It's time to rip the cover off what really works to ditch addiction, depression, anger, anxiety, and all other kinds of human suffering. No, not sobriety. We're talking the F word here. Freedom. We'll share straight from the trenches. What we've learned from leaving our own addictions behind and coaching hundreds of others to do the same. And since it's such a heavy topic, we might as well have a good time while we're at it.
(00:35): All right, folks, let's talk creativity for a second. Let's talk about where everything all began. Now. What do I mean by that? I don't mean rehashing my story. I mean, where did all of this struggle and suffering begin? I know I've devoted a number of episodes to, to these things over the past couple of years, exploring kind of like the initial places where people got tripped up and not intentionally by society, not intentionally by their parents, but where a lot of this suffering begins and where it, a lot of it starts. I want you to just look back for a second and I want you to consider something of all of the times and places when you felt miserable or were suffering in some way, shape or form, whether that's depression, anxiety, panic, all of the other things I could probably say fairly accurately that almost all the time, the common thread between all those experiences, isn't the outside environment.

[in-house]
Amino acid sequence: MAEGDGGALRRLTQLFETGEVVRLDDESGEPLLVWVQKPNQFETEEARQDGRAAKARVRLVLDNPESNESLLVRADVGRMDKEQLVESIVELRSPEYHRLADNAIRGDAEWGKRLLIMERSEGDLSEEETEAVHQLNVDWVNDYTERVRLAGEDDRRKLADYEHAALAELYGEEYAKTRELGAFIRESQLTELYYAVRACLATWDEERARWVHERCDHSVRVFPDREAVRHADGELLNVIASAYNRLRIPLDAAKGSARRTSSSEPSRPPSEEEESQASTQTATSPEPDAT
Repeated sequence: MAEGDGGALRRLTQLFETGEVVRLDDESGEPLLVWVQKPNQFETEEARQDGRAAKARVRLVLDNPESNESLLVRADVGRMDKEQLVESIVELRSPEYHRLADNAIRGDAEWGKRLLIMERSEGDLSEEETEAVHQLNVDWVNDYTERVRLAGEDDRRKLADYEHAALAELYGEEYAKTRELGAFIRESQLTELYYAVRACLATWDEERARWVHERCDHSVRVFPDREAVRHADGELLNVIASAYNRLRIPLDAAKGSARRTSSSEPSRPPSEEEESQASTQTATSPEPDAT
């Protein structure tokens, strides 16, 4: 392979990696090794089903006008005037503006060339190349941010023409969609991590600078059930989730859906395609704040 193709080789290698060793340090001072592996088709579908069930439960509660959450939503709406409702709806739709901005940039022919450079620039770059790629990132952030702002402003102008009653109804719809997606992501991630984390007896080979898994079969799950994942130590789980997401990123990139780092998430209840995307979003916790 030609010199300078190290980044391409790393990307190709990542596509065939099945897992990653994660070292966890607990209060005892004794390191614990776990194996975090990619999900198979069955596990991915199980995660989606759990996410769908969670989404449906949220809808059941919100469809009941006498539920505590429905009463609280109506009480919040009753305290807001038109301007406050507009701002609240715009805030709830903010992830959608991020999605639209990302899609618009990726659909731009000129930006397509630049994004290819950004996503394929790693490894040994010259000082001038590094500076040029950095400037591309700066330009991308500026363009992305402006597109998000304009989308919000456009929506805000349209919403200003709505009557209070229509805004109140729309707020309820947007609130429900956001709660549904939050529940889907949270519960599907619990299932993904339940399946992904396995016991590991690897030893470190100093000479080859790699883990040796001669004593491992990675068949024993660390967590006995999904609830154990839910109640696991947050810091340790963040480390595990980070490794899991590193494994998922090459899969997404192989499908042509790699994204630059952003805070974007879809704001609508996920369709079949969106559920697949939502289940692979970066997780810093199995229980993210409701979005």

(01:28): Isn't the people involved. Isn't your body shape size or whatever, cuz you were small. Sometimes you were big sometimes or any of that isn't necessarily even always the food, but the common thread between all the times that you were having these emotional experiences and coping behaviors coming from them is that you were thinking, yes. In fact, your thought process itself is the place where all of your misery is manufactured. You have become like many people, myself included. I have dabbled in this. I, I might even have considered myself a grand master at one point in time of misery manufacturers of misery and be, we CA became this way because of a certain place that all of this stuff began. Now there's some great talk in the world today. So a lot of talk, uh, research talk and all of these other things, talking about this big word called epigenetics.